The purpose of this study was to determine the effects of exercise in hot, cold, and temperate environments on plasma interleukin-6 (IL-6). Eleven recreationally trained males (age = 25 ± 4 years, height = 178 ± 5 cm, weight = 79.4 ± 13.5 kg, body fat = 14.7 ± 3.6%, VO2 peak = 54.6 ± 11.5 ml kg-1 min-1) performed a 1 hr cycling bout in hot (33 °C), cold (7 °C), and temperate (20 °C) environments at 60% of Wmax followed by 3 hr of supine recovery in temperate conditions. Expired gases were measured every 15 min during exercise and once every hour during recovery. Heart rate was continuously measured throughout the trials. Blood samples were obtained from the antecubital vein pre-exercise, immediately post-exercise, and 3 hr post-exercise. Blood samples were analyzed for plasma concentrations of IL-6 using a commercial ELISA kit. Plasma IL-6 concentrations were significantly higher immediately post-exercise (14.8 ± 1.6 pg ml-1, p = 0.008) and 3 hr post-exercise (14.8 ± 0.9 pg ml-1, p = 0.018) compared to pre-exercise (11.4 ± 2.4 pg ml-1), across all trials. There were no differences in plasma IL-6 concentrations (p = 0.207) between temperature conditions.Oxygen consumption and heart rate were higher and respiratory exchange ratio was lower in the hot compared to other conditions (p < 0.05). These data indicate that the temperature in which exercise occurs does not affect acute plasma IL-6 response despite differences in metabolic state.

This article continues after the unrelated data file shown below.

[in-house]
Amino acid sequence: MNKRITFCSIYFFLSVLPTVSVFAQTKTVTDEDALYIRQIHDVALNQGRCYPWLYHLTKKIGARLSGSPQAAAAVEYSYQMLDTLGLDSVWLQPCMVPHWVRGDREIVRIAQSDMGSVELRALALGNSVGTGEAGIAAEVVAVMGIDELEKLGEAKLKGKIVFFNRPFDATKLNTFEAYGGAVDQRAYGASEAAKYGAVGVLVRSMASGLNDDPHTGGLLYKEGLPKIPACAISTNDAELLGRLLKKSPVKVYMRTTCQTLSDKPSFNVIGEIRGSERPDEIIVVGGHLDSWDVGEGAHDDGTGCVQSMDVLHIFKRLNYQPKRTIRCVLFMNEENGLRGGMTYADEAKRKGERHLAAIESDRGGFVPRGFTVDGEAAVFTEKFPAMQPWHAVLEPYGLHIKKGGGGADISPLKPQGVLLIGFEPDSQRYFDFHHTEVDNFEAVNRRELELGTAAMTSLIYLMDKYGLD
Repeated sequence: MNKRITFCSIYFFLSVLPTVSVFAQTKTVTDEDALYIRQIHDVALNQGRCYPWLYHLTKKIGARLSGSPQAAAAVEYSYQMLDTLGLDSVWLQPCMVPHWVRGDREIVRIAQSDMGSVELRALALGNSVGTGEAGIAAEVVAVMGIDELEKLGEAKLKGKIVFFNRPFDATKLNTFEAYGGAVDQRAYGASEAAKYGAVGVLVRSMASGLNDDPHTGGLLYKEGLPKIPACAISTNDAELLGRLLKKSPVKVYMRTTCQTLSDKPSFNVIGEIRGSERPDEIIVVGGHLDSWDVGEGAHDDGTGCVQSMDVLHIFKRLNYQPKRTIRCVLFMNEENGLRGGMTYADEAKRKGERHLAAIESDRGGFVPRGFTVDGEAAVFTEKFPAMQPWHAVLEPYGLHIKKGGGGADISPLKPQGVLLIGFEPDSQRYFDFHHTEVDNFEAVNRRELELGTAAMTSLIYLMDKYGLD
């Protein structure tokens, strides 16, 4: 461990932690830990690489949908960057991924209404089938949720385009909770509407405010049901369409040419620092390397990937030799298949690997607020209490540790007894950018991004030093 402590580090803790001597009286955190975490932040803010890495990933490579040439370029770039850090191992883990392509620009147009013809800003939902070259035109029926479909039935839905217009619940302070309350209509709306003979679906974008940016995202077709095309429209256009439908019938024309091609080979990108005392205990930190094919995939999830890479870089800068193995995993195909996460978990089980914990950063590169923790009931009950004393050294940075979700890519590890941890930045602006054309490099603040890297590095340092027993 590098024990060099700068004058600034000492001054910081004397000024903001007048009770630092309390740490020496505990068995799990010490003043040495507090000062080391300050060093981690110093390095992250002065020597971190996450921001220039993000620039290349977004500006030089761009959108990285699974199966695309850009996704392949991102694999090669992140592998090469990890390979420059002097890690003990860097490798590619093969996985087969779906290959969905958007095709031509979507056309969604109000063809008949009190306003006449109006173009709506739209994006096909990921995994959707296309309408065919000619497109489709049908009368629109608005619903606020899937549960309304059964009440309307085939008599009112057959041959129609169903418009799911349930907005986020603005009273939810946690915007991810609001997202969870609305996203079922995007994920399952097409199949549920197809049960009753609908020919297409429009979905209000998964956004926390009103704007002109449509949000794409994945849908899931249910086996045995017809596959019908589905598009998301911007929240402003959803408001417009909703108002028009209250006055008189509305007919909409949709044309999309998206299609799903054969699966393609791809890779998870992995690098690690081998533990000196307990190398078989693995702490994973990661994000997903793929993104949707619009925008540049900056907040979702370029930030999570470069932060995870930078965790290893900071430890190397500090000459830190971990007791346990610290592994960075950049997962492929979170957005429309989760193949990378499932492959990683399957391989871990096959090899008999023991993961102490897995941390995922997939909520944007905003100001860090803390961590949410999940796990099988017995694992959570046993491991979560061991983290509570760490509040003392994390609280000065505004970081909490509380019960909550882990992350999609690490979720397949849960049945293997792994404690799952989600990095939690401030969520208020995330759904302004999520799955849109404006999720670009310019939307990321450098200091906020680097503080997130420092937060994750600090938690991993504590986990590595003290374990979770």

Dinan, Nicholas E.; Zak, Roksana B.; Shute, Robert J.; Laursen, Terry; Bubak, Matthew; La Salle, D. Taylor; Heesch, Matthew W.S.; and Slivka, Dustin R.
"Exercise-Induced Interleukin-6 and Metabolic Responses in Hot, Temperate, and Cold Conditions,"
Journal of Human Performance in Extreme Environments: Vol. 13
, Article 3.
Available at: http://docs.lib.purdue.edu/jhpee/vol13/iss1/3